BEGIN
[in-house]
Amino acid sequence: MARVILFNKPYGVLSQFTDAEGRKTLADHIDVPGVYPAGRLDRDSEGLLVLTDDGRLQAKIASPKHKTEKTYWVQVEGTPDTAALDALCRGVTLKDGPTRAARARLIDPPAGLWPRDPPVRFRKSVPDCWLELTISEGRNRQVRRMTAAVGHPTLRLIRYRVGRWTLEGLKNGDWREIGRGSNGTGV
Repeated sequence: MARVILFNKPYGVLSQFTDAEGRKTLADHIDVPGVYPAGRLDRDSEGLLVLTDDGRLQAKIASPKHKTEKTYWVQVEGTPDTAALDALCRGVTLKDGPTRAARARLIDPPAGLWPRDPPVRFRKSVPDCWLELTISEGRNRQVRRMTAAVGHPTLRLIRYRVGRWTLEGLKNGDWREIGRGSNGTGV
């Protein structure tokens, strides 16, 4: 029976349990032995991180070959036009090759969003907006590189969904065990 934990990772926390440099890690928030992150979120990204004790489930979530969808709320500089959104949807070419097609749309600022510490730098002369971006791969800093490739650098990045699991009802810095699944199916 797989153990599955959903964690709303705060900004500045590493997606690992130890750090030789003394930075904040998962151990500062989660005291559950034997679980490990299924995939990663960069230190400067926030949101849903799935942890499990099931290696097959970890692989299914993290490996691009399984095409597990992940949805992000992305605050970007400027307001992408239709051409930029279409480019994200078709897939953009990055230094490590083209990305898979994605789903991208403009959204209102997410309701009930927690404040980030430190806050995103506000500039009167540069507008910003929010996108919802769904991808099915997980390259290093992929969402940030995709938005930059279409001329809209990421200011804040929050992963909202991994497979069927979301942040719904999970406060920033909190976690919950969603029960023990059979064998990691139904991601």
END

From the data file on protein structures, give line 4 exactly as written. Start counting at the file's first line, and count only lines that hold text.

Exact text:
């Protein structure tokens, strides 16, 4: 029976349990032995991180070959036009090759969003907006590189969904065990 934990990772926390440099890690928030992150979120990204004790489930979530969808709320500089959104949807070419097609749309600022510490730098002369971006791969800093490739650098990045699991009802810095699944199916 797989153990599955959903964690709303705060900004500045590493997606690992130890750090030789003394930075904040998962151990500062989660005291559950034997679980490990299924995939990663960069230190400067926030949101849903799935942890499990099931290696097959970890692989299914993290490996691009399984095409597990992940949805992000992305605050970007400027307001992408239709051409930029279409480019994200078709897939953009990055230094490590083209990305898979994605789903991208403009959204209102997410309701009930927690404040980030430190806050995103506000500039009167540069507008910003929010996108919802769904991808099915997980390259290093992929969402940030995709938005930059279409001329809209990421200011804040929050992963909202991994497979069927979301942040719904999970406060920033909190976690919950969603029960023990059979064998990691139904991601």